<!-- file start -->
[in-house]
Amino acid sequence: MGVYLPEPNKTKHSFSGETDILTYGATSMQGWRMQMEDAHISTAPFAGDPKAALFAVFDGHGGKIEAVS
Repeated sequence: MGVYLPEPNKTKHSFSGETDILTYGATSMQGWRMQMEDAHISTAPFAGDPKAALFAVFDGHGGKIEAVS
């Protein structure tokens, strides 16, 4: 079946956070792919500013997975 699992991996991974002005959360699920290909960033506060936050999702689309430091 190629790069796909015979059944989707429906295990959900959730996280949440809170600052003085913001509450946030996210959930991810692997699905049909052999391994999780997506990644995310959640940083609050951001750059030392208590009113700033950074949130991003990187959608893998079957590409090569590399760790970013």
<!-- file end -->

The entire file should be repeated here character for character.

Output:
[in-house]
Amino acid sequence: MGVYLPEPNKTKHSFSGETDILTYGATSMQGWRMQMEDAHISTAPFAGDPKAALFAVFDGHGGKIEAVS
Repeated sequence: MGVYLPEPNKTKHSFSGETDILTYGATSMQGWRMQMEDAHISTAPFAGDPKAALFAVFDGHGGKIEAVS
């Protein structure tokens, strides 16, 4: 079946956070792919500013997975 699992991996991974002005959360699920290909960033506060936050999702689309430091 190629790069796909015979059944989707429906295990959900959730996280949440809170600052003085913001509450946030996210959930991810692997699905049909052999391994999780997506990644995310959640940083609050951001750059030392208590009113700033950074949130991003990187959608893998079957590409090569590399760790970013």